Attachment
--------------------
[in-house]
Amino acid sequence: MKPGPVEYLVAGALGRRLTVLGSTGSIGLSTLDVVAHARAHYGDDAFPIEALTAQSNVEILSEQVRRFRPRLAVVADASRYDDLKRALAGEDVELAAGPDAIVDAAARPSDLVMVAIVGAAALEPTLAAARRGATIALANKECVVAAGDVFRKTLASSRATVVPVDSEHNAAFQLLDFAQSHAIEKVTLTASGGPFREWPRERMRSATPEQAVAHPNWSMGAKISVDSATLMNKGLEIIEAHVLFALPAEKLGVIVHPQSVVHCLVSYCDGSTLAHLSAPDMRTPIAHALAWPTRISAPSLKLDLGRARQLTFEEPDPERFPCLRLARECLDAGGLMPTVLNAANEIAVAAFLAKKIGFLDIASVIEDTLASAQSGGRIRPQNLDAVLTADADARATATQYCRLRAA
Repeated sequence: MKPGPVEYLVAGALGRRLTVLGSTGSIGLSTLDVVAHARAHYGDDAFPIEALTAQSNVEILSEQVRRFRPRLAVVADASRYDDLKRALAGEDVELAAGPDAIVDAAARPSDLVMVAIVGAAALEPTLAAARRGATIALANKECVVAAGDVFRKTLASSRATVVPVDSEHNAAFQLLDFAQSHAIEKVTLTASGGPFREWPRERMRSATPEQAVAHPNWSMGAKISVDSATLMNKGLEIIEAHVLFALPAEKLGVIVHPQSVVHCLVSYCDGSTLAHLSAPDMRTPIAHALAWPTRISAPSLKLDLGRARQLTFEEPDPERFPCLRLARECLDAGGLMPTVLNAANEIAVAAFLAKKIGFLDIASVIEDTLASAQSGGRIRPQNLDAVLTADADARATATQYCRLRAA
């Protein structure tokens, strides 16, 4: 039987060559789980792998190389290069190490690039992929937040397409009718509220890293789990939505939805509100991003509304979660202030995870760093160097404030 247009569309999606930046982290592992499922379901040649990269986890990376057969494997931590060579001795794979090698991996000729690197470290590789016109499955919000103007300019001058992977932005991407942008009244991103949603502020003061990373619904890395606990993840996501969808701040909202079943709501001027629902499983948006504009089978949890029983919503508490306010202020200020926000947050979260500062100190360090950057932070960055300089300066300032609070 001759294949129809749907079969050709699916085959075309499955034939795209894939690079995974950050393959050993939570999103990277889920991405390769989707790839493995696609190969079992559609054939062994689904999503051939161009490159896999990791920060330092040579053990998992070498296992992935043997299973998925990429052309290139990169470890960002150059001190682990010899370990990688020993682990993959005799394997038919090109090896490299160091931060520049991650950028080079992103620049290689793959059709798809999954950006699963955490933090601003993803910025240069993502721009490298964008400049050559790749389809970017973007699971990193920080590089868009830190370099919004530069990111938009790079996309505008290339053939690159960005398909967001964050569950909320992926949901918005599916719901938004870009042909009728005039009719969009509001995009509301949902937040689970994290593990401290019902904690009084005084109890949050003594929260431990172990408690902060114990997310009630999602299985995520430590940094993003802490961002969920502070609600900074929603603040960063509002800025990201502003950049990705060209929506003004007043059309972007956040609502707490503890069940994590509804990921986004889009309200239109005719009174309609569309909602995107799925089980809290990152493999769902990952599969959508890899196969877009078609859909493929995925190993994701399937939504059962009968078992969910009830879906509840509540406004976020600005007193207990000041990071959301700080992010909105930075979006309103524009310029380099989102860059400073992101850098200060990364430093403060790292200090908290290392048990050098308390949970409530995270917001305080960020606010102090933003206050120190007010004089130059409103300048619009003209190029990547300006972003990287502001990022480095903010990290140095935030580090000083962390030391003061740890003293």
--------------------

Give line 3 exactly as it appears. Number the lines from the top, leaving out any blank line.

Repeated sequence: MKPGPVEYLVAGALGRRLTVLGSTGSIGLSTLDVVAHARAHYGDDAFPIEALTAQSNVEILSEQVRRFRPRLAVVADASRYDDLKRALAGEDVELAAGPDAIVDAAARPSDLVMVAIVGAAALEPTLAAARRGATIALANKECVVAAGDVFRKTLASSRATVVPVDSEHNAAFQLLDFAQSHAIEKVTLTASGGPFREWPRERMRSATPEQAVAHPNWSMGAKISVDSATLMNKGLEIIEAHVLFALPAEKLGVIVHPQSVVHCLVSYCDGSTLAHLSAPDMRTPIAHALAWPTRISAPSLKLDLGRARQLTFEEPDPERFPCLRLARECLDAGGLMPTVLNAANEIAVAAFLAKKIGFLDIASVIEDTLASAQSGGRIRPQNLDAVLTADADARATATQYCRLRAA